This is one trick to get more sustainable income out of CEFs. While a 10% yield seems impossible, getting an 8% return every year from a mixture of stocks and corporate bonds isn't just possible, it's lower than the S&P 500's long-term average return of 8.5% (and that stretches back over several decades!).

The discounts CEFs offer are powerful, but like any powerful tool, there's a dangerous side.

What Goes Down Also Goes Up

This chart shows the premiums to NAV on three CEFs: the Gabelli Utility Trust (GUT), with an 11.1% yield; DNP Select Income Fund (DNP), which yields 8.6%; and abrdn World Healthcare Fund (THW), a 10.9% payer. As you can see, DNP (in orange) and THW (in blue) have somewhat modest premiums compared to GUT, which is trading for nearly double what its assets are worth!

GUT: A "Meh" Fund Trading at a High Price

GUT has done what it should do: track the utilities index on a total-return basis over the past decade. Plus it yields much more, and its dividend hasn't been cut in a decade. However, since the fund trades at an absurd premium, GUT's managers need to maintain a 21.5% yield on NAV to maintain that 11.1% payout, and they can only do that by getting a 21.5% annualized return every year.

Not only is that not gonna happen, it hasn't happened.

GUT has earned just a 6.3% annualized return over the last decade, which means it cannot maintain its current payout. Since GUT hasn't cut in over a decade, the announcement will come as a shock, and GUT investors will see that premium fall.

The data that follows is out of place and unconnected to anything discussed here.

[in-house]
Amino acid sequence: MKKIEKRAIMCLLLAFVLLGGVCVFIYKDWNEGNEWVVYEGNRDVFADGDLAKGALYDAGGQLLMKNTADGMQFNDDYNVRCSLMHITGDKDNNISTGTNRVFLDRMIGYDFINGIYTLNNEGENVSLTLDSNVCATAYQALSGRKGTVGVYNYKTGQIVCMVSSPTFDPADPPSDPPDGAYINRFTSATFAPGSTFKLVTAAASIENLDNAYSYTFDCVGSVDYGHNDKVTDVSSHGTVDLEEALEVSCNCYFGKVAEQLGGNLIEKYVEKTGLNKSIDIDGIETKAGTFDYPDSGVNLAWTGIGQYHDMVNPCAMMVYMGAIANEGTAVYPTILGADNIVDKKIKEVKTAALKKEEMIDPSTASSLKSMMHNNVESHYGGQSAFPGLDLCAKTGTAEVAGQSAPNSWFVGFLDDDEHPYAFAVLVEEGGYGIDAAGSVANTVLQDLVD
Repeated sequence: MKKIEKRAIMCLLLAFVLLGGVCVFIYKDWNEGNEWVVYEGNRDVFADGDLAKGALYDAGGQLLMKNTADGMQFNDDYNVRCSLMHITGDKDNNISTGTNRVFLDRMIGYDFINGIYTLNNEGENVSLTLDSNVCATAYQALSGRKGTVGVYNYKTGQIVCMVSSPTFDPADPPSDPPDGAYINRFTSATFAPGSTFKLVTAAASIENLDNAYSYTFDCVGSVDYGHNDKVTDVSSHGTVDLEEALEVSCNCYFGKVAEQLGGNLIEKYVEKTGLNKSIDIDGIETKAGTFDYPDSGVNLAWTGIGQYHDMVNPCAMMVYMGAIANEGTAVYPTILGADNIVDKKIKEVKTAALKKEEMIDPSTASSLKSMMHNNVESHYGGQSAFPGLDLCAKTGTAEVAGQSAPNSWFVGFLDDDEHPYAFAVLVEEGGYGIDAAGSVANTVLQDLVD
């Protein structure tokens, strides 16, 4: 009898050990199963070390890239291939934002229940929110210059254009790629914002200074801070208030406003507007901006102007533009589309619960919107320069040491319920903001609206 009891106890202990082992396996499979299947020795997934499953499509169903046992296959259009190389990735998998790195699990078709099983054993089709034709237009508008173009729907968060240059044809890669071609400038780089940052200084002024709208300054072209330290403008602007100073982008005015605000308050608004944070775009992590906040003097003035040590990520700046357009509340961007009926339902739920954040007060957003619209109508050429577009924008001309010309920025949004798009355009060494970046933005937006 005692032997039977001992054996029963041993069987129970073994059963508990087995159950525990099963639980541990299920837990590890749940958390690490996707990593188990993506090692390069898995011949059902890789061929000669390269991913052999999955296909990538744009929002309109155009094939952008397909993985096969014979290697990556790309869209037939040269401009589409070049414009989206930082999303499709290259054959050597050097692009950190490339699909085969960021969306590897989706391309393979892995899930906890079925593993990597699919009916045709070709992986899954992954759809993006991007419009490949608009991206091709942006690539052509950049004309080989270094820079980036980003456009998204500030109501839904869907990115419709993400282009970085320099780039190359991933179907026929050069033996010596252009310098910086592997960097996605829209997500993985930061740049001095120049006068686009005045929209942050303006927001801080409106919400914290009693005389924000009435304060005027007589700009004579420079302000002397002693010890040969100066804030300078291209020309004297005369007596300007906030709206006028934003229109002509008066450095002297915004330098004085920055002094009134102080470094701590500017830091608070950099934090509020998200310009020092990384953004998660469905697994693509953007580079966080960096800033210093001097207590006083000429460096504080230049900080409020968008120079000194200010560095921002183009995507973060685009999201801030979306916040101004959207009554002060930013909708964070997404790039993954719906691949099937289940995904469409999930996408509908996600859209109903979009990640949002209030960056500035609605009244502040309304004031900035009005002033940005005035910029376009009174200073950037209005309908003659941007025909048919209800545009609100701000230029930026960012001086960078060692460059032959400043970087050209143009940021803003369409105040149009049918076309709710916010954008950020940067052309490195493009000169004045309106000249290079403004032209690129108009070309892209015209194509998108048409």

If it were to drop to par, that would mean a 48.4% decline in the fund's market price as of this writing, just from the premium eroding. But the dividend cut would also upset income investors, which could put GUT at a discount.

The bottom line here is that buying premium-priced funds is risky, and in GUT's case, it's incredibly risky. THW's dividend is much more stable, but its 11.4% yield on NAV is still incredibly high, while DNP's 10% yield on NAV, due to its big premium, looks relatively riskier, as its bigger market-price-based premium suggests the fund has more room to fall if there's a dividend cut or sudden market panic.

These 5 Cheap (for now!) 8.6% Payers Are Top Buys for April

Now that we've talked about high-premium funds to avoid now (or sell if you own them), let's dive into the high-paying "spring buy" CEFs we're going to buy straight away.

Those would be 5 CEFs yielding a rich 8.6% on average now. And thanks to their deep discounts to NAV, their "yields on NAV"--or what management needs to make to cover their rich payouts, are even lower.

Those discounts are also why I'm calling for 20%+ price upside from these 5 stout funds, too.

I've written a full backgrounder on CEFs--and why you never hear about them in the financial press. I urge you to click right here to check it out. This investor bulletin will also give you the opportunity to download a FREE Special Report detailing all 5 of these bargain-priced 8.6%-paying CEFs so you can take advantage of them now, while they're still cheap!

Also see:
• Warren Buffett Dividend Stocks
• Dividend Growth Stocks: 25 Aristocrats
• Future Dividend Aristocrats: Close Contenders

The views and opinions expressed herein are the views and opinions of the author and do not necessarily reflect those of Nasdaq, Inc.